http://www.haeseandharris.com.au/sam...a11gt-5_02.pdf

PLEASE HELP ME!

Can you go to this link and go to chapter 2, page 89 question 7. I really really need help with this question, I know how to parts a and b, but i need help with c!!

THANKS!

xx

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- Mar 19th 2011, 01:38 AMTessarinaCo-ordinate geometry!
http://www.haeseandharris.com.au/sam...a11gt-5_02.pdf

PLEASE HELP ME!

Can you go to this link and go to chapter 2, page 89 question 7. I really really need help with this question, I know how to parts a and b, but i need help with c!!

THANKS!

xx - Mar 19th 2011, 02:14 AMemakarov
What did you get in b? The correct answer is $\displaystyle b$, i.e., the same as the x-coordinate of R. This means that RS is perpendicular to OB.

If you did not get the answer $\displaystyle b$ in b, then what are the equations of the perpendicular bisectors you got in a? - Mar 19th 2011, 02:38 AMTessarina
No, I got x=b in b :)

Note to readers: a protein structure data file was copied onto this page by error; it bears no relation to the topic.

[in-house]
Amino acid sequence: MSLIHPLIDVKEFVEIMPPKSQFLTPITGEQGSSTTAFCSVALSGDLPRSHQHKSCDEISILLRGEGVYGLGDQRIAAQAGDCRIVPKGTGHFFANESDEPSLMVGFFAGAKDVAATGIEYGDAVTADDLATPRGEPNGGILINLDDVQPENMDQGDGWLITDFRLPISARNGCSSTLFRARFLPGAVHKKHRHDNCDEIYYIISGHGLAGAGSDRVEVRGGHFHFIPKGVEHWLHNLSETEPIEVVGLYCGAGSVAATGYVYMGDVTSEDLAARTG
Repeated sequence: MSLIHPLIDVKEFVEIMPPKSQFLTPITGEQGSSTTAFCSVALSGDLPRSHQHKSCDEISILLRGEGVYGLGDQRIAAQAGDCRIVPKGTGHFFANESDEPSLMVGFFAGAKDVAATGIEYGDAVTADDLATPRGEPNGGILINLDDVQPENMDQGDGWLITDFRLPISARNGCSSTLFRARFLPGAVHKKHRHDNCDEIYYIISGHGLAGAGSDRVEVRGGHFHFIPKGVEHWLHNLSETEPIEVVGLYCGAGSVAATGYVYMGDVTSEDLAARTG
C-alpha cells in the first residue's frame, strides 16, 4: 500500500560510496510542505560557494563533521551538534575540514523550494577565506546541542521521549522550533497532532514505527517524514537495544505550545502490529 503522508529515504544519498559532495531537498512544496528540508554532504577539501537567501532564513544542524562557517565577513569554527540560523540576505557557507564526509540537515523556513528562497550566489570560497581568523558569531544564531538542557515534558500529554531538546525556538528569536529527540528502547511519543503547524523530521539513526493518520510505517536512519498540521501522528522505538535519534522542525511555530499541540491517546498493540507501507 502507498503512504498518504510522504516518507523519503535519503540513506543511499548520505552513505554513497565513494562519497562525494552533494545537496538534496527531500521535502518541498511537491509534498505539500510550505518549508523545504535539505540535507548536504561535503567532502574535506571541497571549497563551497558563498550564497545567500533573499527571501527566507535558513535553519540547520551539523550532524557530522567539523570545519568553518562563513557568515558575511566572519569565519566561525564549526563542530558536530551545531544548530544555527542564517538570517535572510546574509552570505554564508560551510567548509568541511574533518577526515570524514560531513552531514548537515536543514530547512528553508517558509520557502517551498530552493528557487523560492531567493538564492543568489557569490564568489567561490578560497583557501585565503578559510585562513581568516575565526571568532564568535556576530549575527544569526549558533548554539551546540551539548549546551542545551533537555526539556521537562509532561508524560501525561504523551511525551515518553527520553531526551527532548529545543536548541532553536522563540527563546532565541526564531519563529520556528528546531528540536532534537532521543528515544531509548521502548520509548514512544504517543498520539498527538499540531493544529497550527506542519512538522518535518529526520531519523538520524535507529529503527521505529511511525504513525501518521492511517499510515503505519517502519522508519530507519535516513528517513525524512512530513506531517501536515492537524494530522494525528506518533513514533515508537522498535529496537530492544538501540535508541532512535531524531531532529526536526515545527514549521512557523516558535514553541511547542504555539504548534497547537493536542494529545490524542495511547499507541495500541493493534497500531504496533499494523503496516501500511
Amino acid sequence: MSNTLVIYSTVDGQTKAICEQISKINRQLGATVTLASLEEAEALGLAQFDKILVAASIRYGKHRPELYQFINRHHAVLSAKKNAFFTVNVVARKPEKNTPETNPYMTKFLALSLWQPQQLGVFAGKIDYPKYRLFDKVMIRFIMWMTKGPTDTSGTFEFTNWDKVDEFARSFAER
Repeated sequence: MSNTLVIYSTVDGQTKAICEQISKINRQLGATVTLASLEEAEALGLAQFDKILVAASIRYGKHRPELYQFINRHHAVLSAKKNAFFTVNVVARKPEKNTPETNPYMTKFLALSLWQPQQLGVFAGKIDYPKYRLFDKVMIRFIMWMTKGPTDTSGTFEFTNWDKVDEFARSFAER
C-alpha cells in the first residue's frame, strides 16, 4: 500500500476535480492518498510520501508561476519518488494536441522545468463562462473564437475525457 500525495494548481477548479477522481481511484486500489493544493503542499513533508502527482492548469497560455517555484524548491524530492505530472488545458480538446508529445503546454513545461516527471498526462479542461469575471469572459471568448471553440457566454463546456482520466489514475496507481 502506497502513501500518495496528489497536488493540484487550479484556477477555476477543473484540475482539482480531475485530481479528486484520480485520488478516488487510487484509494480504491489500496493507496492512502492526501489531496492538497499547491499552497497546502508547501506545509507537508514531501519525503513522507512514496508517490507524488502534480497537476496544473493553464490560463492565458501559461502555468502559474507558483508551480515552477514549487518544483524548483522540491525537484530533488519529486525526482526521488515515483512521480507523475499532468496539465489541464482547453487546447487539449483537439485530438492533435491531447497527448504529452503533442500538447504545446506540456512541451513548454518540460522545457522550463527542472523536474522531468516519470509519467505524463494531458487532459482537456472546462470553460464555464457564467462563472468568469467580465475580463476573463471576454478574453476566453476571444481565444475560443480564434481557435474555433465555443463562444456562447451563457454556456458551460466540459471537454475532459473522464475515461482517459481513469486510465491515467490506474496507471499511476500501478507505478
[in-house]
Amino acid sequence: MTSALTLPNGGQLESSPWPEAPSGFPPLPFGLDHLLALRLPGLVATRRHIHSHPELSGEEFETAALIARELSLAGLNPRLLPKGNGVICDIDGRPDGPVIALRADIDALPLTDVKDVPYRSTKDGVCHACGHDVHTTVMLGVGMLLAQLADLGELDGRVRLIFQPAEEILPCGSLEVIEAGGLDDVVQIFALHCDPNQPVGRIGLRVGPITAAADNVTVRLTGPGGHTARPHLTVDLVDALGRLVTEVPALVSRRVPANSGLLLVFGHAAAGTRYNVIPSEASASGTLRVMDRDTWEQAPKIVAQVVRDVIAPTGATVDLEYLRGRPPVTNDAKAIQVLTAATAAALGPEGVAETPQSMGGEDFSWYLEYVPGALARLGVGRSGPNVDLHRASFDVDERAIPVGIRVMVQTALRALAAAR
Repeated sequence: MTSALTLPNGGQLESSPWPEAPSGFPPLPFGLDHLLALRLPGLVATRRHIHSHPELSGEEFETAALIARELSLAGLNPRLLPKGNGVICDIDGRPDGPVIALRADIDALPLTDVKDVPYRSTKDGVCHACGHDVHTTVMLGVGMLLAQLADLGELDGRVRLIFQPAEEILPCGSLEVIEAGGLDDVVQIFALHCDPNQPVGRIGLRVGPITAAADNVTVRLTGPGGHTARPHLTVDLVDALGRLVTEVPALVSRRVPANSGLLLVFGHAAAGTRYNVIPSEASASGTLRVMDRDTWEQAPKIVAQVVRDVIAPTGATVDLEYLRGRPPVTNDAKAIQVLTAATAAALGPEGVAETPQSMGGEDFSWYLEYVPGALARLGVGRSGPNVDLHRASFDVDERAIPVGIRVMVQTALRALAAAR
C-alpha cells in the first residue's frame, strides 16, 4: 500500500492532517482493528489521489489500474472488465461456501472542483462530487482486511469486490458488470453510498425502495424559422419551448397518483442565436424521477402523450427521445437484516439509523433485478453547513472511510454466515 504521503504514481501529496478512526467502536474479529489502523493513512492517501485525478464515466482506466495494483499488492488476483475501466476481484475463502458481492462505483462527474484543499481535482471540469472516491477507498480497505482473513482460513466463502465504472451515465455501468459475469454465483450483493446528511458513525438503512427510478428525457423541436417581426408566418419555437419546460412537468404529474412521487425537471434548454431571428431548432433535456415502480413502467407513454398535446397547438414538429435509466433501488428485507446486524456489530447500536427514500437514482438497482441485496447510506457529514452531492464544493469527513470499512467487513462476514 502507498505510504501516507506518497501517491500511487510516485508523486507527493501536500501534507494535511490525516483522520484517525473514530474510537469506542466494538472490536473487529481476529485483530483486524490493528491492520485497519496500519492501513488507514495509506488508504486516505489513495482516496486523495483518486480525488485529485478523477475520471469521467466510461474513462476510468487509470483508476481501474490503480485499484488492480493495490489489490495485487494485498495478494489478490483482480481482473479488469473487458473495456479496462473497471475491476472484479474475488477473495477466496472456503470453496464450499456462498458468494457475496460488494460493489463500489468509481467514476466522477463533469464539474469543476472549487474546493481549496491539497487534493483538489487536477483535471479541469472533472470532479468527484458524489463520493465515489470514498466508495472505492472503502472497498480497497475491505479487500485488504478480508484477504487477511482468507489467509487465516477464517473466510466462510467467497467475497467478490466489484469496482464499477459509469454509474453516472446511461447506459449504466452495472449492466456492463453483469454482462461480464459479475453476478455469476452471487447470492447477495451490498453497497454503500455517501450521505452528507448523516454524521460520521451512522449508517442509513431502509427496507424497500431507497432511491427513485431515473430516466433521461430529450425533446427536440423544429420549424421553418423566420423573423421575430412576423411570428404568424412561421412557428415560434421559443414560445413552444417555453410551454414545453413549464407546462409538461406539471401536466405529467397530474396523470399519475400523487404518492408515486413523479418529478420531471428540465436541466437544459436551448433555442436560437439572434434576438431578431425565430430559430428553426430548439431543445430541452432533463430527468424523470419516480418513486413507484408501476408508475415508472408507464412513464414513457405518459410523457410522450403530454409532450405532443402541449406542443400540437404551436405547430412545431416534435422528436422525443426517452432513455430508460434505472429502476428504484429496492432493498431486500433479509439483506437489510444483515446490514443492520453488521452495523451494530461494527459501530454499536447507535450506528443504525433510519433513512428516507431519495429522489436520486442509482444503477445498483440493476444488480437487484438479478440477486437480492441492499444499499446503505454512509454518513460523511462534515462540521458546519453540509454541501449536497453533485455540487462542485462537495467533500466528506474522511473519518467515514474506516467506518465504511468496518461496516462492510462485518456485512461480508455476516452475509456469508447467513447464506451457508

But it is c that I am having trouble with, how you need to show that RS is perpendicular to OB.

I am not sure how to show that. - Mar 19th 2011, 03:14 AMemakarov
The x-coordinate of both R and S is b. This means that RS is vertical, i.e., perpendicular to OB. If this is not what you think is expected, then could you explain the definition of "perpendicular" that you use and the way you showed that some lines are perpendicular in your course?

- Mar 19th 2011, 06:18 AMbjhopperco-ordinate geometry
Hello Tessarina,

S is the intersection of the perpendicular bisectors of two sides.It is therefore the circumcenter of circum scribed circle of triangle.All points from S to vertices are equal S lies on the perpendicular bisector of base.M the midpoint of base lies on the same line

bjh